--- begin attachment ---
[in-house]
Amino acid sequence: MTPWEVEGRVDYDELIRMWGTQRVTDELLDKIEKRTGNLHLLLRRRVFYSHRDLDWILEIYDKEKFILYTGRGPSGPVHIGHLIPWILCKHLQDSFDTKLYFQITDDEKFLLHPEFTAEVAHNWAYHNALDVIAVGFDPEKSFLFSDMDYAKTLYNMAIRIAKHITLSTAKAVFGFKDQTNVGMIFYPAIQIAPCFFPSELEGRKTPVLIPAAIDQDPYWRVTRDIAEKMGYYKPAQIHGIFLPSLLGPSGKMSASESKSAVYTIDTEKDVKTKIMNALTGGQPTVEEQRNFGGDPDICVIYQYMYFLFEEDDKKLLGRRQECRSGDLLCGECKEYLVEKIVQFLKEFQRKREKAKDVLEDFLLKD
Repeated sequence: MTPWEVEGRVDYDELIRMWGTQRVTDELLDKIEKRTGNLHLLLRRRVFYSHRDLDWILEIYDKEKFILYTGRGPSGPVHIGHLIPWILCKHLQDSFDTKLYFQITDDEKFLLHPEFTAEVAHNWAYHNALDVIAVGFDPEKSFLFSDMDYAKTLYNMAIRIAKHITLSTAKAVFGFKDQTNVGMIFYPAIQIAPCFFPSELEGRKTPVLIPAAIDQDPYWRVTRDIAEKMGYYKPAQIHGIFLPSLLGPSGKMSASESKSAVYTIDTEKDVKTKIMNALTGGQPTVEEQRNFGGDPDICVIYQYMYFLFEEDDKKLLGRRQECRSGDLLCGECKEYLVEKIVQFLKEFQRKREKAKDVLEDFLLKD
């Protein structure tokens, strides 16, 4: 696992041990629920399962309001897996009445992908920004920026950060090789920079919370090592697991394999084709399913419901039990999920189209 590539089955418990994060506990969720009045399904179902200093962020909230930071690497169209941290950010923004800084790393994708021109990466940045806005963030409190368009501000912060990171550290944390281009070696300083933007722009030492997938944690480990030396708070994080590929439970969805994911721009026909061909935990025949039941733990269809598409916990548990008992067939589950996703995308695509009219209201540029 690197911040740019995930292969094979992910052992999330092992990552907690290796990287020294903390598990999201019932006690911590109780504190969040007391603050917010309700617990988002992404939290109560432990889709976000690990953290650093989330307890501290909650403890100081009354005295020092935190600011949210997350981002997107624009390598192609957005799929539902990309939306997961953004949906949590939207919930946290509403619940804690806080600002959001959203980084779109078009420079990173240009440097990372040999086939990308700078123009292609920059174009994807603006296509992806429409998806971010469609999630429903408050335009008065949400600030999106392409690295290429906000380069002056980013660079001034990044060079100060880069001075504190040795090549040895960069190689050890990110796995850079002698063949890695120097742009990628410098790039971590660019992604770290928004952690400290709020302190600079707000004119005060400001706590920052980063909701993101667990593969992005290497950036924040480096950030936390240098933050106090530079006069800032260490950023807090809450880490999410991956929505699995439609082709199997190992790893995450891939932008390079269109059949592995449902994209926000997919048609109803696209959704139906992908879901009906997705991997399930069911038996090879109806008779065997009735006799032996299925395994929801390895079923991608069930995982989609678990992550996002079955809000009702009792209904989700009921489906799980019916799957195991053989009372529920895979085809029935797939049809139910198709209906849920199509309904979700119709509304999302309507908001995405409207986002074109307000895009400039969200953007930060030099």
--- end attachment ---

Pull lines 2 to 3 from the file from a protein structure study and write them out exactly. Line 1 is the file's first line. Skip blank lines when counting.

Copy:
Amino acid sequence: MTPWEVEGRVDYDELIRMWGTQRVTDELLDKIEKRTGNLHLLLRRRVFYSHRDLDWILEIYDKEKFILYTGRGPSGPVHIGHLIPWILCKHLQDSFDTKLYFQITDDEKFLLHPEFTAEVAHNWAYHNALDVIAVGFDPEKSFLFSDMDYAKTLYNMAIRIAKHITLSTAKAVFGFKDQTNVGMIFYPAIQIAPCFFPSELEGRKTPVLIPAAIDQDPYWRVTRDIAEKMGYYKPAQIHGIFLPSLLGPSGKMSASESKSAVYTIDTEKDVKTKIMNALTGGQPTVEEQRNFGGDPDICVIYQYMYFLFEEDDKKLLGRRQECRSGDLLCGECKEYLVEKIVQFLKEFQRKREKAKDVLEDFLLKD
Repeated sequence: MTPWEVEGRVDYDELIRMWGTQRVTDELLDKIEKRTGNLHLLLRRRVFYSHRDLDWILEIYDKEKFILYTGRGPSGPVHIGHLIPWILCKHLQDSFDTKLYFQITDDEKFLLHPEFTAEVAHNWAYHNALDVIAVGFDPEKSFLFSDMDYAKTLYNMAIRIAKHITLSTAKAVFGFKDQTNVGMIFYPAIQIAPCFFPSELEGRKTPVLIPAAIDQDPYWRVTRDIAEKMGYYKPAQIHGIFLPSLLGPSGKMSASESKSAVYTIDTEKDVKTKIMNALTGGQPTVEEQRNFGGDPDICVIYQYMYFLFEEDDKKLLGRRQECRSGDLLCGECKEYLVEKIVQFLKEFQRKREKAKDVLEDFLLKD